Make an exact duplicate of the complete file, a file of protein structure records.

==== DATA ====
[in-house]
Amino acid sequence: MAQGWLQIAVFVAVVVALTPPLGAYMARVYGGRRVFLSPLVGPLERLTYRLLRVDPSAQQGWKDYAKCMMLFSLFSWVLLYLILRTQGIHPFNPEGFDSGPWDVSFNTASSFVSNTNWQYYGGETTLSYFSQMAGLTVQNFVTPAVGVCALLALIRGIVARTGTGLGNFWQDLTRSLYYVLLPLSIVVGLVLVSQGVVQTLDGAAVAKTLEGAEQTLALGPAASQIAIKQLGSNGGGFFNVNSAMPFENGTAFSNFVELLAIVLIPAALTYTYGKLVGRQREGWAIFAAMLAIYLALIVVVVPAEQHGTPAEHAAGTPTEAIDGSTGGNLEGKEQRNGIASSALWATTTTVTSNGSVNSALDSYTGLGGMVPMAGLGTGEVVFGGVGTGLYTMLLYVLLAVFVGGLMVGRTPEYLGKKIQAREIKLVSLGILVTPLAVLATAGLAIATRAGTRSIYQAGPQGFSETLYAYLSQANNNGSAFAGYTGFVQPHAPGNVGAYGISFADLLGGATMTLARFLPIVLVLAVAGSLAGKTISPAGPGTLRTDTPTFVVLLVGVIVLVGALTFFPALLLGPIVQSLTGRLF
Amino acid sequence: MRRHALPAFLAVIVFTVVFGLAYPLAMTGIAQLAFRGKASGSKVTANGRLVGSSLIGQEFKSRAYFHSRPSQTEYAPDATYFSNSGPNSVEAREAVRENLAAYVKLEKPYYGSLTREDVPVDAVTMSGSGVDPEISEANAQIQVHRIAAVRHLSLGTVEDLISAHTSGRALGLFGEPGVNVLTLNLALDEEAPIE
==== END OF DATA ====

[in-house]
Amino acid sequence: MAQGWLQIAVFVAVVVALTPPLGAYMARVYGGRRVFLSPLVGPLERLTYRLLRVDPSAQQGWKDYAKCMMLFSLFSWVLLYLILRTQGIHPFNPEGFDSGPWDVSFNTASSFVSNTNWQYYGGETTLSYFSQMAGLTVQNFVTPAVGVCALLALIRGIVARTGTGLGNFWQDLTRSLYYVLLPLSIVVGLVLVSQGVVQTLDGAAVAKTLEGAEQTLALGPAASQIAIKQLGSNGGGFFNVNSAMPFENGTAFSNFVELLAIVLIPAALTYTYGKLVGRQREGWAIFAAMLAIYLALIVVVVPAEQHGTPAEHAAGTPTEAIDGSTGGNLEGKEQRNGIASSALWATTTTVTSNGSVNSALDSYTGLGGMVPMAGLGTGEVVFGGVGTGLYTMLLYVLLAVFVGGLMVGRTPEYLGKKIQAREIKLVSLGILVTPLAVLATAGLAIATRAGTRSIYQAGPQGFSETLYAYLSQANNNGSAFAGYTGFVQPHAPGNVGAYGISFADLLGGATMTLARFLPIVLVLAVAGSLAGKTISPAGPGTLRTDTPTFVVLLVGVIVLVGALTFFPALLLGPIVQSLTGRLF
Amino acid sequence: MRRHALPAFLAVIVFTVVFGLAYPLAMTGIAQLAFRGKASGSKVTANGRLVGSSLIGQEFKSRAYFHSRPSQTEYAPDATYFSNSGPNSVEAREAVRENLAAYVKLEKPYYGSLTREDVPVDAVTMSGSGVDPEISEANAQIQVHRIAAVRHLSLGTVEDLISAHTSGRALGLFGEPGVNVLTLNLALDEEAPIE